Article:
I am designing an inverting voltage regulator using a LT3758 controller to generate -15 V from a 12 V / 5 V input. This is a non-isolated regulator.

My biggest concern implementing the design is if the regulator is going to inject any noise into GND because that can cause many other issues on the board.

I had a thought of providing a pi filter or LC filter using a ferrite bead between my board's GND and the regulator's GND (just like how we provide a filter to Vin in a positive voltage regulator). But in TI's document SNVA559 it is shown that inductance between GNDs can cause ground bounces, which is what I want to avoid.

What is a proper solution to avoid switching noise in the negative voltage regulator?

  • 1
    \$\begingroup\$ Any regulator will inject noise, negative or positive does not really matter. The primary factor to limit noise in switching systems is the PCB layout. \$\endgroup\$
    – Damien
    Dec 2, 2021 at 6:26

1 Answer 1


One does not simply 👌 "inject noise into ground", because there is no "ground" 🥄.

There is a ground plane (hopefully) and it has an impedance, therefore if current flows through it, a voltage drop will appear between different points on the ground plane. This common impedance coupling means every chip or other device that has a "GND" pin will get a different 0V reference from the others, and then noise is introduced into your signal.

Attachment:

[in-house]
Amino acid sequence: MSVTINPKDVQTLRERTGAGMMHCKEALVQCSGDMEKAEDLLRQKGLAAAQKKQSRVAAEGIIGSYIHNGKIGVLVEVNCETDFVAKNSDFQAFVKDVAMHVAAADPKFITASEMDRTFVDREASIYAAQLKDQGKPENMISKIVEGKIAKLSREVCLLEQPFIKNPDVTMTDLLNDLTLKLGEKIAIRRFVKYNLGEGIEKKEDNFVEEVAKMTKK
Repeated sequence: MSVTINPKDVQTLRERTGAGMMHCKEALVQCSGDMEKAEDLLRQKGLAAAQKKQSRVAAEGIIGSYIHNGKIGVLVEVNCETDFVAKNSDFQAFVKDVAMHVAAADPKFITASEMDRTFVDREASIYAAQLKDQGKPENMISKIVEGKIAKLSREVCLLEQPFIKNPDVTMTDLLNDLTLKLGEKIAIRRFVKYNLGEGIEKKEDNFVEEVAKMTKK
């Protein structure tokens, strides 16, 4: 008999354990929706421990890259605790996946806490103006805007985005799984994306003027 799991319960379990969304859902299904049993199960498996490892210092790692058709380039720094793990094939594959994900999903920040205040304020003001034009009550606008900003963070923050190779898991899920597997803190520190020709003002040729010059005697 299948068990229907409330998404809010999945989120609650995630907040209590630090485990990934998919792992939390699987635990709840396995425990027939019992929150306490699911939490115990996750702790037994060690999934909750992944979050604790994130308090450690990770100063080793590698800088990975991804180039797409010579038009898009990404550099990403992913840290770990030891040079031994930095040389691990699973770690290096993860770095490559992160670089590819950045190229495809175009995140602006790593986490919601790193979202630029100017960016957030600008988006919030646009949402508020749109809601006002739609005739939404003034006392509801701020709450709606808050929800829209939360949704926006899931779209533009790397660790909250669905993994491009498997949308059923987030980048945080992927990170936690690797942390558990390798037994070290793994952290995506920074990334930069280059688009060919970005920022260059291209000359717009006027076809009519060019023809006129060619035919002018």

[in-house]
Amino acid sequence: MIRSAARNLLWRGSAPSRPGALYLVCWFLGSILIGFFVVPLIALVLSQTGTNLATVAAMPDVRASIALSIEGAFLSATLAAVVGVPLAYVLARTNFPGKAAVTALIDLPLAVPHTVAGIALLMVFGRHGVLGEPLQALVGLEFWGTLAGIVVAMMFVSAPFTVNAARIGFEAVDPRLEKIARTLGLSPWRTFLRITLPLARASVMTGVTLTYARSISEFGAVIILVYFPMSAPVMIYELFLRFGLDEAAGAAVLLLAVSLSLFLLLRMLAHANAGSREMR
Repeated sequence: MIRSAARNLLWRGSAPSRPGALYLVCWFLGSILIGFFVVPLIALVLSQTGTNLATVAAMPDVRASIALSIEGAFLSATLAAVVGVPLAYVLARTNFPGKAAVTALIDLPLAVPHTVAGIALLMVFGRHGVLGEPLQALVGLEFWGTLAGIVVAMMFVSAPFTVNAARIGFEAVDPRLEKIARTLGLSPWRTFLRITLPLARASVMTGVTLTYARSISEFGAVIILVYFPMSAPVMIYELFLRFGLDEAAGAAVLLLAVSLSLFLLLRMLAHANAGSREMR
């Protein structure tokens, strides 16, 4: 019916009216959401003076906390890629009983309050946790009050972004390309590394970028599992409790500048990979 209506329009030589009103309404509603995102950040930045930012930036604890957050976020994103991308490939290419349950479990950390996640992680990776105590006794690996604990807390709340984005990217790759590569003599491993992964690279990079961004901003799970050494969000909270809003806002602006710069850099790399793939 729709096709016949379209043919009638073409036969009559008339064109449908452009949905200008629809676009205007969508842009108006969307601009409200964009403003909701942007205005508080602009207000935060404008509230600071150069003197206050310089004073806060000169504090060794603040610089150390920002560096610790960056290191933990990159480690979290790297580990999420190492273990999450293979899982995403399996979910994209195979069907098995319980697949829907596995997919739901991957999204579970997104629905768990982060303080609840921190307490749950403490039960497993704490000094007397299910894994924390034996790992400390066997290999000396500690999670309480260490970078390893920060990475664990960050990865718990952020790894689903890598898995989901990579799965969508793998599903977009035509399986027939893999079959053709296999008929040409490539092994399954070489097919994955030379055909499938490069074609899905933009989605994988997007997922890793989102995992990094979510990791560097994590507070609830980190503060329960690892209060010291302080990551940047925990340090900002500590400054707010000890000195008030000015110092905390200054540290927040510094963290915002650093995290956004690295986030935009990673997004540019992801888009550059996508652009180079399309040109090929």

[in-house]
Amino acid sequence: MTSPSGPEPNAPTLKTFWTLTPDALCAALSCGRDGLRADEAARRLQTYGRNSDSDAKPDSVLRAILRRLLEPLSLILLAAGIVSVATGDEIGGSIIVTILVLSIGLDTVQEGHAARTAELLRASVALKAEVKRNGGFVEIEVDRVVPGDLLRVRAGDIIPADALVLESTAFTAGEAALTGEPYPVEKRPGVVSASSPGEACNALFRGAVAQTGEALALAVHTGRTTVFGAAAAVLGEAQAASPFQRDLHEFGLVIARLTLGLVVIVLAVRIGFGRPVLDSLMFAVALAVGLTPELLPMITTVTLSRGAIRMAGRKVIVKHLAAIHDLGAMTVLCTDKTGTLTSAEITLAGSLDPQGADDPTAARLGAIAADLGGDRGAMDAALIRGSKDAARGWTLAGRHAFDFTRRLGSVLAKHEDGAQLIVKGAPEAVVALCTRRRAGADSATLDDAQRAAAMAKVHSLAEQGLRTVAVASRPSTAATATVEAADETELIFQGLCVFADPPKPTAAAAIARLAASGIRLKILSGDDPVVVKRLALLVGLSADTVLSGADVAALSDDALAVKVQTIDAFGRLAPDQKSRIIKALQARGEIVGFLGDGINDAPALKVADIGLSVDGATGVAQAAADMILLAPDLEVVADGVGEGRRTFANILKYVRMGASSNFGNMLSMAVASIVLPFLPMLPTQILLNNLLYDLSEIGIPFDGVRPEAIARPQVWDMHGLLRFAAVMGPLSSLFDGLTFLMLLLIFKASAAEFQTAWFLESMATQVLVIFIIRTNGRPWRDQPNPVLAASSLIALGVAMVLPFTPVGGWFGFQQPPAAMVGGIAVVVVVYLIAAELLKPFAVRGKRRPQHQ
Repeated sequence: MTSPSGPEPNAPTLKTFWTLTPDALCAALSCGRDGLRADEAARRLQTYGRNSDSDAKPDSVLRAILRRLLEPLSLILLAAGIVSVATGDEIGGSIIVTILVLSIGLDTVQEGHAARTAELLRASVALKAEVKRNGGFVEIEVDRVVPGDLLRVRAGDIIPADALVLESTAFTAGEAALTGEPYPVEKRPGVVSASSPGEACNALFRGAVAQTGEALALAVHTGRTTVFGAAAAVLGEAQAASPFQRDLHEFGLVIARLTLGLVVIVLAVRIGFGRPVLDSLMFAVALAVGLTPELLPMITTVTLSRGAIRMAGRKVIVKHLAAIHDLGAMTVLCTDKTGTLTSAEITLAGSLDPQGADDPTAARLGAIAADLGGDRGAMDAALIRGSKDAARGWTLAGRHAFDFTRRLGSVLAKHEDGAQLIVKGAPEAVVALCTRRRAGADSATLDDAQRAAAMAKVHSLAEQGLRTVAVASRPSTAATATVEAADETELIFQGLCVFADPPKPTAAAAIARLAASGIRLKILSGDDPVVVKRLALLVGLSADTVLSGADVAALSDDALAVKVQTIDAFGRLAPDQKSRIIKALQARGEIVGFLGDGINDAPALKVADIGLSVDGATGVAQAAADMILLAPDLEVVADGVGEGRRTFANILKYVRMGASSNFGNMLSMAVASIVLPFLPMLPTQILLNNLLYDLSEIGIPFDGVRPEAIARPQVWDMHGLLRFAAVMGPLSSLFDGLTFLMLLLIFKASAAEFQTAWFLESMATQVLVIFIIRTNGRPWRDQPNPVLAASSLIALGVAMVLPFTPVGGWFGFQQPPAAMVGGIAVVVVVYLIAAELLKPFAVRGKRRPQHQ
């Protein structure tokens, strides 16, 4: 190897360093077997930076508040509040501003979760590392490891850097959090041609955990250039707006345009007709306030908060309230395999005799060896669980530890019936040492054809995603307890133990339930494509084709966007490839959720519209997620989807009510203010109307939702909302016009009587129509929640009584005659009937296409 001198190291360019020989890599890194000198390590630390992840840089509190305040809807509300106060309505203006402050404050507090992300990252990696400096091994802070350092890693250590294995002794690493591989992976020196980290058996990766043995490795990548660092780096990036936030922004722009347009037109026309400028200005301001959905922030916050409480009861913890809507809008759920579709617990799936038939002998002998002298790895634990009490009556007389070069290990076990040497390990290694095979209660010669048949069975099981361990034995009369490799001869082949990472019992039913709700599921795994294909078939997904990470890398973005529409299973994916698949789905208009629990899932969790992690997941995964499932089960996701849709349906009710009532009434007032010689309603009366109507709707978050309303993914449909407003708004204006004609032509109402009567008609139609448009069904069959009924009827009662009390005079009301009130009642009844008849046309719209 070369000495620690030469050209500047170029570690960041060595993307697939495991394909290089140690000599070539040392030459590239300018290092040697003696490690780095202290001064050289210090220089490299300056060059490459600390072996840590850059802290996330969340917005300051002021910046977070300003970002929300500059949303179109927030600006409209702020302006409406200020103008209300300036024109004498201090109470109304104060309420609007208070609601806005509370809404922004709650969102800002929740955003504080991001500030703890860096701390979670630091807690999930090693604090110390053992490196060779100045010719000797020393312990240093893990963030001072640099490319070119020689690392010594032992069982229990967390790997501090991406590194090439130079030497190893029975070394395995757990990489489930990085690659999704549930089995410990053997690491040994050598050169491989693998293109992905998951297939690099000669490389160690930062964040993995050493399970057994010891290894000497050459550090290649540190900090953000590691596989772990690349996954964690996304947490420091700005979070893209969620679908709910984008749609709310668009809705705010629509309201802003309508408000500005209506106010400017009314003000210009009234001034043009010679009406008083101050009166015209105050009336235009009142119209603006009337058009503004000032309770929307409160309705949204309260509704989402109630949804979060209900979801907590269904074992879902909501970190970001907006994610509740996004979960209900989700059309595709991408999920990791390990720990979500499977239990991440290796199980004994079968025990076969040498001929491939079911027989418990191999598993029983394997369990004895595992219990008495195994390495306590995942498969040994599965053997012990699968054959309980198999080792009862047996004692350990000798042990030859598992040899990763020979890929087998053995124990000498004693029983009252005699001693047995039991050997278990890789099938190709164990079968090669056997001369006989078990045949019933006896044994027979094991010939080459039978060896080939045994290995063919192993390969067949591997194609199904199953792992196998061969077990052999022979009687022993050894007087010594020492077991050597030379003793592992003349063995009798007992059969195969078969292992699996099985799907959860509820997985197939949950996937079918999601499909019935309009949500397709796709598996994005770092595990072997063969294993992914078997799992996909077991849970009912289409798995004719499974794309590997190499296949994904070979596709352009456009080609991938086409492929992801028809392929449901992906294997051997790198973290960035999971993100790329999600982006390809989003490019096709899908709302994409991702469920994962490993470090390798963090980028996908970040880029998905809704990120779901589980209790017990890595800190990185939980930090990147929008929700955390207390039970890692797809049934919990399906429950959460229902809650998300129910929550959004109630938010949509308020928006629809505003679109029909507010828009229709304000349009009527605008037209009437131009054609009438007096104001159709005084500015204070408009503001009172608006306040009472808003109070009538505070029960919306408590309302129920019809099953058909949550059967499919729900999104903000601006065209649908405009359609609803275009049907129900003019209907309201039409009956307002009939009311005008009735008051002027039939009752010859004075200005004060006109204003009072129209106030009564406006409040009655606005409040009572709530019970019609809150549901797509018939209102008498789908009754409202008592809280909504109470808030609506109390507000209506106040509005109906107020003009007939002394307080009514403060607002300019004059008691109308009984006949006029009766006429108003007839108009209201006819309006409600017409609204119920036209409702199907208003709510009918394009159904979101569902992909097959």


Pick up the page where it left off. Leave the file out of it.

enter image description here

Your converter has two current loops:

  • the hot loop (in red), with HF square wave currents ;

  • the warm loop (blue), with sawtooth currents.

The most noxious is the hot one, because square waves have much more HF harmonics than sawtooth.

The most important things are:

  • Make sure the currents from both loops do not flow in your ground plane, by connecting the GND pins of input cap, output cap, Rsense, and L1B together on the same spot, or on a small copper island on toplayer which is then connected to the ground plane with a cluster of vias. You can also put it in a corner and not in the middle of the board, and if you don't like common mode noise, don't put it between two connectors, but on the side.

  • Minimize the area of the hot loop first, then the warm loop second, which will reduce EM field emissions in proportion. For the hot loop, you can put D1 and Cout very close to M1. For the warm loop, forget about "laying it out like the schematic" with the input on one side and the output on the other side. If you put the input and output on the same side, with the GND pins of Cin and Cout next to each other, it will be much easier.

  • A separate via to ground plane for the feedback's ground reference, so it is not contaminated by switching noise.

The datasheet layout doesn't fulfill all these conditions, but the placement of the ground vias is excellent. Note the GND reference of the chip is its own GND pin, and it will regulate in reference to this, so it's good to place the ground vias under the chip too. Also the feedback sense point is taken after Cout, which is important since it avoids spikes on your feedback voltage.

Further reading.

enter image description here


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